It’s of course important your keywords and match types align with your available ad spend too.

PPC is a money game. It’s difficult to say what the minimum is you should be spending on PPC for your eCommerce store without knowing your AOV (avereage order value), or your profit margins etc. However, to give you a general picture, £1000 – £2,000 p/m is a modest budget to start from in our opinion. Anything higher is even more ammunition to use to get to a return on ad spend (ROAS) faster. The more you can invest, the more A/B tests you can run that data through.

If you’re using words/phrases often searched, or your keywords only have 1-2 words in them, it’s likely you’ll get a high number of people seeing your adverts. But if you use longer (longtail) keywords, or you bid on more niche searches, then generally speaking a smaller audience will see your promotions

The goal is to be as tight and targeted as possible with your budget, while still just about using it all up.

Competitor Ghosting In eCommerce

Competitor ghosting is a strategy used a lot in the eCommerce space. If you’ve got a USP that makes your product a better offering than your competitors, and as long as you make that USP clear in the ad copy, it could be worthwhile bidding on your competitors to see if they’re profitable keywords for you.

We actually made a quick video all about this subject:

For example, you can see below I searched for a well-known brand here in the UK “Wayfair furniture”. When I Googled them, I was also shown ads from competitors like “furniture village” or “La Redoute” who could be positioning themselves as a cheaper furniture alternative:

PPC competitor ghosting. PPC Strategies.

To summarise, competitor ghosting can certainly work for eCommerce companies. But whether or not it is a worthwhile strategy for your business completely depends on your niche online, and your target consumer. For example, if you’re selling sustainable fashion for women, and there is a well-known competitor already getting lots of searches who charges more than you, it may be worth spending a small amount of your budget advertising beneath them to try and poach customers you know are looking at that search.

It’s worth noting however that this is a more expensive PPC strategy, and you don’t want to use a big portion of your budget on it until you’ve seen some promise (ROAS or clicks at least).

It ends up being more expensive because your ‘quality scores’ won’t be as high on adverts under your competitors name. Google can see that you aren’t the brand name you’re bidding on, your website URL will reflect that along with the ad copy itself, so your ad will never have as high-quality scores as your competitor. For this reason, they will pay less per click for their own brand name. Which makes sense and is fair.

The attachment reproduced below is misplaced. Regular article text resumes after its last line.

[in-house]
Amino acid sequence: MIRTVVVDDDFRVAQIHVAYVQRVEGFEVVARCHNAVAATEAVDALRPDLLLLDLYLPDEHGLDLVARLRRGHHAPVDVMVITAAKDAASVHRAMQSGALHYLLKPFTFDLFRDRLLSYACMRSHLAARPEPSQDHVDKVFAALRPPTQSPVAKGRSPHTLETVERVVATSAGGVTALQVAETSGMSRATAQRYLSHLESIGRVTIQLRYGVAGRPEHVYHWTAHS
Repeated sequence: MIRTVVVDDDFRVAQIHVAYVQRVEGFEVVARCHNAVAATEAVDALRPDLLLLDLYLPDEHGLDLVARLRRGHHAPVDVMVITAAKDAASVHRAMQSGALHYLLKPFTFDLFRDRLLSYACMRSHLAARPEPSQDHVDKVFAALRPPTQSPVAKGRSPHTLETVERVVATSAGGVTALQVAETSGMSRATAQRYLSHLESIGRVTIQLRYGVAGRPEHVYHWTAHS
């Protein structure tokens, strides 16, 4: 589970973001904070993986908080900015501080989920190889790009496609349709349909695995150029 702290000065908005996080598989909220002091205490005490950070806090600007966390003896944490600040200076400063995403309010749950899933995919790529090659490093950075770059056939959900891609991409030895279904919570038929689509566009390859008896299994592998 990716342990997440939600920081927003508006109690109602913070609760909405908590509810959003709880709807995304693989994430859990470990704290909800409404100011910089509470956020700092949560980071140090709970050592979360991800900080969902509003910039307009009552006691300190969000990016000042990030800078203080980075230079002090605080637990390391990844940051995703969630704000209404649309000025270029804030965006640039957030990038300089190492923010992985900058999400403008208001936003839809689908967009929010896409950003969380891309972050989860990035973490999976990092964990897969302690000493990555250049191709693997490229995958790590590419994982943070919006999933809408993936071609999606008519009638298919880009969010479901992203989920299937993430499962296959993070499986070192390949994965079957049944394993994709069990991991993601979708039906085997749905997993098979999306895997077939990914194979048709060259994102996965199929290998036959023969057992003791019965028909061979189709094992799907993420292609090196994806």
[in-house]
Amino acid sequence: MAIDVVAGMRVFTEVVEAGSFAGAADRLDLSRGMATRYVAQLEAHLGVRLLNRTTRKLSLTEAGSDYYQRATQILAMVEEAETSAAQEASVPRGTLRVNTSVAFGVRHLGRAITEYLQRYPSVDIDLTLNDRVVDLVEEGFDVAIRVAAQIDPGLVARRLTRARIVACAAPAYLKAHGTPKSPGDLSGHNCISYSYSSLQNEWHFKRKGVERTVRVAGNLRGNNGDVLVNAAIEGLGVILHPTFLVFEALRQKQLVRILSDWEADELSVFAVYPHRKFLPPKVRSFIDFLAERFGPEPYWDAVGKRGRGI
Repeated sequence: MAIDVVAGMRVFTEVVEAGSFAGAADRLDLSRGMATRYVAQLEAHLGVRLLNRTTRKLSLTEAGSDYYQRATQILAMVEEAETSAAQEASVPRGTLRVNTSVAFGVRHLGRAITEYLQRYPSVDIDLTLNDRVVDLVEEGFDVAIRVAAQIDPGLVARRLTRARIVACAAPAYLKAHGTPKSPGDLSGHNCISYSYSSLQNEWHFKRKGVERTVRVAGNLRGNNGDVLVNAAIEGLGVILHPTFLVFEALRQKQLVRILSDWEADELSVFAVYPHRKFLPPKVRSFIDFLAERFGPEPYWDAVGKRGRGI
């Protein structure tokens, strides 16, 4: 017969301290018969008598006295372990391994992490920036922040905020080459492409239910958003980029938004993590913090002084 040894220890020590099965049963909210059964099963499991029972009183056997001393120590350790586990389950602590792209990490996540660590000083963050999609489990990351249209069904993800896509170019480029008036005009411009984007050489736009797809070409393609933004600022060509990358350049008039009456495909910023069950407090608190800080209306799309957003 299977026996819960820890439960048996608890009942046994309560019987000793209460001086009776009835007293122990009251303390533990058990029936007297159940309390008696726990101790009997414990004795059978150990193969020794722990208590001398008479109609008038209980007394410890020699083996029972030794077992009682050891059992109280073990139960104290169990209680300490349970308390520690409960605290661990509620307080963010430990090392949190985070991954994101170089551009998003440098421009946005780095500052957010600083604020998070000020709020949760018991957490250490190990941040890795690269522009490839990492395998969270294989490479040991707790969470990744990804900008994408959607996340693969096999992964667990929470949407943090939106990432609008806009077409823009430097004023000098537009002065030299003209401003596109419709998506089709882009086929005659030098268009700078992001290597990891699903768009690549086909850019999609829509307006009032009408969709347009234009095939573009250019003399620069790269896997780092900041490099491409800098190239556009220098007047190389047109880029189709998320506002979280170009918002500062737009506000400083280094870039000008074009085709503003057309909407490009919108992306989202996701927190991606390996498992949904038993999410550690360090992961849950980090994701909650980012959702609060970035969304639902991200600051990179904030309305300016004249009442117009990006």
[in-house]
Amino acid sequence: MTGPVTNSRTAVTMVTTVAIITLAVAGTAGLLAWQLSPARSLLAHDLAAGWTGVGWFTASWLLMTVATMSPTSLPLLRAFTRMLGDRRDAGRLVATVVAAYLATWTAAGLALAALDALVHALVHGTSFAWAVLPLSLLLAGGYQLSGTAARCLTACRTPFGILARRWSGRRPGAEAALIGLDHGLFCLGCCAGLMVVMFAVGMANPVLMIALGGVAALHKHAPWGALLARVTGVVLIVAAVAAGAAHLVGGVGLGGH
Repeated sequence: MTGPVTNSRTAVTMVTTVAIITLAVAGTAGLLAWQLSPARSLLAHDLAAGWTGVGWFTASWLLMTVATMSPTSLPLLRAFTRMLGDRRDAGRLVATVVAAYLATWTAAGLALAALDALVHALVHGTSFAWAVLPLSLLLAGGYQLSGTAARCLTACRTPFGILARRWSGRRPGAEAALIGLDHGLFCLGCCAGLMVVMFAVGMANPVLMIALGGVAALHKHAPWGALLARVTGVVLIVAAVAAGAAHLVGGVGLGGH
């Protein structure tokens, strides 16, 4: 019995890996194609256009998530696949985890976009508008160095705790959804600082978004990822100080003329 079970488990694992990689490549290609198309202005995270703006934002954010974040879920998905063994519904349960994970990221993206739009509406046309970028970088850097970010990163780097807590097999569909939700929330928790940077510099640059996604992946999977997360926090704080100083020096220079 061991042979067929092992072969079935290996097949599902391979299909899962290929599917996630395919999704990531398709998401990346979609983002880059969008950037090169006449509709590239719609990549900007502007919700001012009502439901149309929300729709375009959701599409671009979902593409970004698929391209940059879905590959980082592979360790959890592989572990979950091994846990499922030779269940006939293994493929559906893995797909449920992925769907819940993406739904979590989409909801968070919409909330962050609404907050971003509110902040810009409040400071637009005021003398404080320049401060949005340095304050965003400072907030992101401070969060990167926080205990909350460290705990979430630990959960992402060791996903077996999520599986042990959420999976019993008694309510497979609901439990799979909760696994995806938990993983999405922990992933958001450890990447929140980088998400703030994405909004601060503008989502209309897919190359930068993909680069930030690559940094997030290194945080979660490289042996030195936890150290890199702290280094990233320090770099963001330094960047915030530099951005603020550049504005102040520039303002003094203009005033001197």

Negative Keywords For eCommerce

PPC Ads, eCommerce PPC: Negative keywords.

How Google Explains It

Negative keywords let you exclude search terms from your campaigns and help you focus on only the keywords that matter to your customers. Better targeting can put your ad in front of interested users and increase your return on investment (ROI).

Our Explanation

No matter how much learning you do, how many YouTube videos you watch from PPC gurus, or how much money you spend, it’s inevitable that your ads will sometimes show up for irrelevant search terms.

So, for this reason, a vital part of any PPC strategy is utilizing negative keywords! If you aren’t using them for your search campaigns, you’re missing out on a seriously effective way to save wasting money.

As mentioned earlier, Google’s autofill feature is one really effective way to get inspiration for your PPC advertising, and also inspiration for your negatives that you might want to block.

You should also be regularly checking the ‘search terms’ section of your ad account for each ad group. If you see any searches that aren’t relevant, add them as negatives and you won’t waste money on them in the future.

A common one to block is someone searching for jobs in your industry, or free/trial versions of your service/product. They are obvious ones to block first.

Still Have Questions?

I hope this article has been useful for starting to plan your PPC strategies and consider which keywords might be good to start with for your business!

But if you feel like you just don’t have the time right now, to put all this into action yourself, or perhaps you’ve been approved for a big budget on a new digital marketing push but want to get the best bang for your buck out of PPC and really scale things up, then feel free tp reach out!

You can book an exploratory chat below and we can get to know your eComm brand specifically, and let you know how we could help you ‘snowball’ your growth too: